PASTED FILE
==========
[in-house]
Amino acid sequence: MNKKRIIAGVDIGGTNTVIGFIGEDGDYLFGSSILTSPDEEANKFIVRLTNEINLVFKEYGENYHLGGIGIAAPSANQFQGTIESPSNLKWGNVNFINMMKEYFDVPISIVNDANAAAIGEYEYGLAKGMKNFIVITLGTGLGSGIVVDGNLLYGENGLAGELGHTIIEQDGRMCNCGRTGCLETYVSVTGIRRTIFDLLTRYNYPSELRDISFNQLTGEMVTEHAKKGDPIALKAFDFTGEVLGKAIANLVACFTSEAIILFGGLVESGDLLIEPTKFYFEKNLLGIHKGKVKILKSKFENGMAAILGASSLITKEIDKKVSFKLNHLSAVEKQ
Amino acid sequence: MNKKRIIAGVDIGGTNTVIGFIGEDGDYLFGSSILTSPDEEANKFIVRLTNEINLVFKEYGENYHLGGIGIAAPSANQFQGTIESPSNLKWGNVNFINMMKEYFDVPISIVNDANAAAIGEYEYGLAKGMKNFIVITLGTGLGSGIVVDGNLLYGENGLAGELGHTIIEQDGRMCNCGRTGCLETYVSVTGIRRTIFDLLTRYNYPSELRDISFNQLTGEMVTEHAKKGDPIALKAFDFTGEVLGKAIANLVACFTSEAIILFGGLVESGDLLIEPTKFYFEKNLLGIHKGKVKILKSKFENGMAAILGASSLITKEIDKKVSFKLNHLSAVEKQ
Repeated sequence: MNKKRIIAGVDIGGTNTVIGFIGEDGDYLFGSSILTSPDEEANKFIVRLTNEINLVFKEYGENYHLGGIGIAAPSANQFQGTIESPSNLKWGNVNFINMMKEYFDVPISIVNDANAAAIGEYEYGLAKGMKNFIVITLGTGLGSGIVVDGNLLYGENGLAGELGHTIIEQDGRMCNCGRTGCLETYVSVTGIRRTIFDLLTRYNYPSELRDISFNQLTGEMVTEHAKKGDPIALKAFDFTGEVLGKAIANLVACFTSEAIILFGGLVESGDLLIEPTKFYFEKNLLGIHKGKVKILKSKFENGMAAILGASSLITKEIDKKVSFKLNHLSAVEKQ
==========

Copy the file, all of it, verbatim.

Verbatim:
[in-house]
Amino acid sequence: MNKKRIIAGVDIGGTNTVIGFIGEDGDYLFGSSILTSPDEEANKFIVRLTNEINLVFKEYGENYHLGGIGIAAPSANQFQGTIESPSNLKWGNVNFINMMKEYFDVPISIVNDANAAAIGEYEYGLAKGMKNFIVITLGTGLGSGIVVDGNLLYGENGLAGELGHTIIEQDGRMCNCGRTGCLETYVSVTGIRRTIFDLLTRYNYPSELRDISFNQLTGEMVTEHAKKGDPIALKAFDFTGEVLGKAIANLVACFTSEAIILFGGLVESGDLLIEPTKFYFEKNLLGIHKGKVKILKSKFENGMAAILGASSLITKEIDKKVSFKLNHLSAVEKQ
Amino acid sequence: MNKKRIIAGVDIGGTNTVIGFIGEDGDYLFGSSILTSPDEEANKFIVRLTNEINLVFKEYGENYHLGGIGIAAPSANQFQGTIESPSNLKWGNVNFINMMKEYFDVPISIVNDANAAAIGEYEYGLAKGMKNFIVITLGTGLGSGIVVDGNLLYGENGLAGELGHTIIEQDGRMCNCGRTGCLETYVSVTGIRRTIFDLLTRYNYPSELRDISFNQLTGEMVTEHAKKGDPIALKAFDFTGEVLGKAIANLVACFTSEAIILFGGLVESGDLLIEPTKFYFEKNLLGIHKGKVKILKSKFENGMAAILGASSLITKEIDKKVSFKLNHLSAVEKQ
Repeated sequence: MNKKRIIAGVDIGGTNTVIGFIGEDGDYLFGSSILTSPDEEANKFIVRLTNEINLVFKEYGENYHLGGIGIAAPSANQFQGTIESPSNLKWGNVNFINMMKEYFDVPISIVNDANAAAIGEYEYGLAKGMKNFIVITLGTGLGSGIVVDGNLLYGENGLAGELGHTIIEQDGRMCNCGRTGCLETYVSVTGIRRTIFDLLTRYNYPSELRDISFNQLTGEMVTEHAKKGDPIALKAFDFTGEVLGKAIANLVACFTSEAIILFGGLVESGDLLIEPTKFYFEKNLLGIHKGKVKILKSKFENGMAAILGASSLITKEIDKKVSFKLNHLSAVEKQ